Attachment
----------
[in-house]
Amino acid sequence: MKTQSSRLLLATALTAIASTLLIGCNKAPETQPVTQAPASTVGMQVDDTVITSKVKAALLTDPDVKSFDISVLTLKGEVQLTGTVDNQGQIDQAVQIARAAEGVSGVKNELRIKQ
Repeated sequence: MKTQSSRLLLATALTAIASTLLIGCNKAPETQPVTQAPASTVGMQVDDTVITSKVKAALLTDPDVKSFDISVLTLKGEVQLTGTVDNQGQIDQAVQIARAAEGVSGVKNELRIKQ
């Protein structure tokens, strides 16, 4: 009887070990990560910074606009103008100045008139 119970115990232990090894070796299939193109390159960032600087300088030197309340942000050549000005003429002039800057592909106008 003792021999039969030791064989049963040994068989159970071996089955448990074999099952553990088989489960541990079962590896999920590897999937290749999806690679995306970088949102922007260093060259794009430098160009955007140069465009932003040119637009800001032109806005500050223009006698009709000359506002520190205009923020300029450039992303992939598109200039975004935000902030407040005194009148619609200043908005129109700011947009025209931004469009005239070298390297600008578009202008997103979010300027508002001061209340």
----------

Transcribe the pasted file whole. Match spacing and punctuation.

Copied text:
[in-house]
Amino acid sequence: MKTQSSRLLLATALTAIASTLLIGCNKAPETQPVTQAPASTVGMQVDDTVITSKVKAALLTDPDVKSFDISVLTLKGEVQLTGTVDNQGQIDQAVQIARAAEGVSGVKNELRIKQ
Repeated sequence: MKTQSSRLLLATALTAIASTLLIGCNKAPETQPVTQAPASTVGMQVDDTVITSKVKAALLTDPDVKSFDISVLTLKGEVQLTGTVDNQGQIDQAVQIARAAEGVSGVKNELRIKQ
């Protein structure tokens, strides 16, 4: 009887070990990560910074606009103008100045008139 119970115990232990090894070796299939193109390159960032600087300088030197309340942000050549000005003429002039800057592909106008 003792021999039969030791064989049963040994068989159970071996089955448990074999099952553990088989489960541990079962590896999920590897999937290749999806690679995306970088949102922007260093060259794009430098160009955007140069465009932003040119637009800001032109806005500050223009006698009709000359506002520190205009923020300029450039992303992939598109200039975004935000902030407040005194009148619609200043908005129109700011947009025209931004469009005239070298390297600008578009202008997103979010300027508002001061209340």